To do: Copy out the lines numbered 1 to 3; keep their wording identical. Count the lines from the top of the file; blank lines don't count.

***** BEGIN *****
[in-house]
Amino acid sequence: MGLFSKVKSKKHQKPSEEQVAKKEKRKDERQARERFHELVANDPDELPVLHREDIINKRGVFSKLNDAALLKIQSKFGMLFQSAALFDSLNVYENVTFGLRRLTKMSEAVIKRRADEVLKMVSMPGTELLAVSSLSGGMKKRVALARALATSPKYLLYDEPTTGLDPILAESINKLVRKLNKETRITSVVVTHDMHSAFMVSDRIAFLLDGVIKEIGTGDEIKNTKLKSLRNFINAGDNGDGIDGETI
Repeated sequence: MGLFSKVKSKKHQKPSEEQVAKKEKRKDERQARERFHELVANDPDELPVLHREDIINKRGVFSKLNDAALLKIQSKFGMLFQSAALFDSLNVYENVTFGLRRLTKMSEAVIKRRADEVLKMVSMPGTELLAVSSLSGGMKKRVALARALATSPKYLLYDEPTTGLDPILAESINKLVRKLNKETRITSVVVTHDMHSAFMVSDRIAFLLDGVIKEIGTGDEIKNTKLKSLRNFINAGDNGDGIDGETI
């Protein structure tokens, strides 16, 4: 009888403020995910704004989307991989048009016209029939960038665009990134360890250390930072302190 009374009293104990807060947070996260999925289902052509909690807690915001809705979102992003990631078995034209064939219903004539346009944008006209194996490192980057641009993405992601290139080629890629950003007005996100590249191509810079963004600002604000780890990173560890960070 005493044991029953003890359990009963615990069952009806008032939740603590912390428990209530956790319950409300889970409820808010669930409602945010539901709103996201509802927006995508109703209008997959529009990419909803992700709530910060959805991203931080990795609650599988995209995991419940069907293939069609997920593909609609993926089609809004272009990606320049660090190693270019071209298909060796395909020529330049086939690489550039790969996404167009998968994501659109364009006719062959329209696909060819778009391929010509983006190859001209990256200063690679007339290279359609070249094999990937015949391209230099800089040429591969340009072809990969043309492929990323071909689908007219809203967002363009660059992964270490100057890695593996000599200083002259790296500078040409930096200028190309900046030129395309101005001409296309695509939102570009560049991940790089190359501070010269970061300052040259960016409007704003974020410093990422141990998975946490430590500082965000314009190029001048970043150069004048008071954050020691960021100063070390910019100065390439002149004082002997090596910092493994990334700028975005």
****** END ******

[in-house]
Amino acid sequence: MGLFSKVKSKKHQKPSEEQVAKKEKRKDERQARERFHELVANDPDELPVLHREDIINKRGVFSKLNDAALLKIQSKFGMLFQSAALFDSLNVYENVTFGLRRLTKMSEAVIKRRADEVLKMVSMPGTELLAVSSLSGGMKKRVALARALATSPKYLLYDEPTTGLDPILAESINKLVRKLNKETRITSVVVTHDMHSAFMVSDRIAFLLDGVIKEIGTGDEIKNTKLKSLRNFINAGDNGDGIDGETI
Repeated sequence: MGLFSKVKSKKHQKPSEEQVAKKEKRKDERQARERFHELVANDPDELPVLHREDIINKRGVFSKLNDAALLKIQSKFGMLFQSAALFDSLNVYENVTFGLRRLTKMSEAVIKRRADEVLKMVSMPGTELLAVSSLSGGMKKRVALARALATSPKYLLYDEPTTGLDPILAESINKLVRKLNKETRITSVVVTHDMHSAFMVSDRIAFLLDGVIKEIGTGDEIKNTKLKSLRNFINAGDNGDGIDGETI